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“Emotional Treasures, Emotional Revelations: Socially Engaged Art Project,” brings serendipity to the library

The building of “Emotional Treasures, Emotional Revelations: Socially Engaged Art Project,” by professor Nobuho Nagasawa. Unveiled on Nov. 11, the installation is a bookcase and an area where participants can find booklets with tiny confessions. LAJIERE BLAKE/THE STATESMAN

On Tuesday, Nov. 11, Stony Brook professor Nobuho Nagasawa of the Department of Art unveiled her latest art project, titled “Emotional Treasures, Emotional Revelations: Socially Engaged Art Project,” in the Central Reading Room of the Frank Melville Jr. Memorial Library. 

The installation is simply a bookcase and an area where participants can find booklets. Students, faculty and the general public are encouraged to be both browsers and confession writers for the project. They can write a confession in a tiny, specially-made booklet and insert it within one of the books from the stack or they can simply browse the stack and find a booklet that may have a confession within it. 

According to the flyer for the project, “[p]eople can return to the library and check out the small booklets of confession [and] add more comments to them so that the confession and the comments will be handed down.” The project is a process of sharing secrets and books — something that is lacking within New Age book-buying habits. 

“This is an art project that creates serendipity that is not possible with online book purchases,” the flyer further states.

Professor Nagasawa’s students were the first to participate in the process. Hana Kim, a junior political science major, was one of the students in attendance. When asked what kinds of confessions she is expecting to find, Kim says, “I think I will find more of the things of regret or the poignant feelings of, let’s say someone who passed away.” It is not lost on Kim the kind of audience that may be participating in the event, as she goes on to say the confessions are “[m]aybe even just revelations from what they learned here in college.” 

These perceptions of the project are spot-on. The confessions are the beginning of the project, but the interaction of others with those secrets is what makes it truly special. The synopsis reads, “Sharing a secret transforms from an act of personal disclosure to a collective act of forgiveness, understanding, and compassion.” 

It seems that the project is a reaction to online book purchases and the missing intimacy within that process. A New York Times article published in 2017 explains that “[a]s e-commerce becomes more deeply embedded in the fabric of daily life, including for the first time in rural areas, bookstores are undergoing a final shakeout.” Physical bookstores are becoming a smaller part of our lifestyles and Nagasawa’s art project is looking to bridge the gap between consumers both with each other and with their books. Bookstore revenue has been on the decline and stores like Barnes & Noble have shut down stores in an attempt to stay afloat. Journalist Andria Cheng wrote that before being sold to hedge fund Elliott Management, Barnes & Noble struggled financially. “And its shares, after topping $30 at their peak in 2006, had slumped to about $4,” Cheng explains.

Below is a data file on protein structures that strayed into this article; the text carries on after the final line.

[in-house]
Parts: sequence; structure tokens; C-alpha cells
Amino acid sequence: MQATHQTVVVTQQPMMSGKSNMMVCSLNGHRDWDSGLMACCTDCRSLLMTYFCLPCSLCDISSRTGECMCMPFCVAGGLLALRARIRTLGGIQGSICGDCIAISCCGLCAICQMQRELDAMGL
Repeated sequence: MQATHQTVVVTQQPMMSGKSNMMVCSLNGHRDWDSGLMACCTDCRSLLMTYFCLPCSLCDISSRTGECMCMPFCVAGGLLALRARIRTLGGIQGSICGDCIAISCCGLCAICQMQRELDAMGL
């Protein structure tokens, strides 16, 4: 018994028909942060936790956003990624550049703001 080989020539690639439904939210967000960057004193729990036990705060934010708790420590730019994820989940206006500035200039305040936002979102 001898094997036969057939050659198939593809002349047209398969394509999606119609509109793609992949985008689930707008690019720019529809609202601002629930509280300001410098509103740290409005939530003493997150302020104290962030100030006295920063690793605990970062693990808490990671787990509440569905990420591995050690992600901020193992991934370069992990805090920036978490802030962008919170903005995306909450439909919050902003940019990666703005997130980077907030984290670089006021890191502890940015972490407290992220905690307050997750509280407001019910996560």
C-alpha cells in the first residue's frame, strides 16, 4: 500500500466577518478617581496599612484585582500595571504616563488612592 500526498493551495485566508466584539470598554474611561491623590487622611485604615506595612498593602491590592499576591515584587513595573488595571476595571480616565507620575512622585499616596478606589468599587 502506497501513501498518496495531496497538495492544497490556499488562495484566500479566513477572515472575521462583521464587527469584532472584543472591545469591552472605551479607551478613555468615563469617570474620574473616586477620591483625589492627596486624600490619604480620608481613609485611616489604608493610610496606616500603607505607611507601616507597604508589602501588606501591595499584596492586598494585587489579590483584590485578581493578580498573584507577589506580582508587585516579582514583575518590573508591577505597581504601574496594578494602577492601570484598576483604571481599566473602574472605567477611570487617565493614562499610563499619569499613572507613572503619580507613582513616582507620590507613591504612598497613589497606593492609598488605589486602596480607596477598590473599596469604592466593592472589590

Kim visited a coffee shop in Manhattan that had a bookcase that implored visitors to leave their book. Kim abided and was able to briefly read a book she wouldn’t have found otherwise. “My algorithms would have never guessed that it’s something I would pick up,” she said. 

The power of the project is felt by many, including the Liaison to the Art Department and Data Librarian, Claire Payne. She helped put the project together because of its importance to her. “As someone who is pretty new to this Stony Brook community, I thought it would be a really great way to get to know my department and get involved in a really exciting socially engaged project,” Payne said.

“Emotional Treasures, Emotional Revelations: Socially Engaged Art Project” is on display until Wednesday, Nov. 20. There are drop-in events on Monday, Tuesday and Wednesday from 4 to 5 p.m., with additional time on Wednesday from 1 to 2 p.m. 

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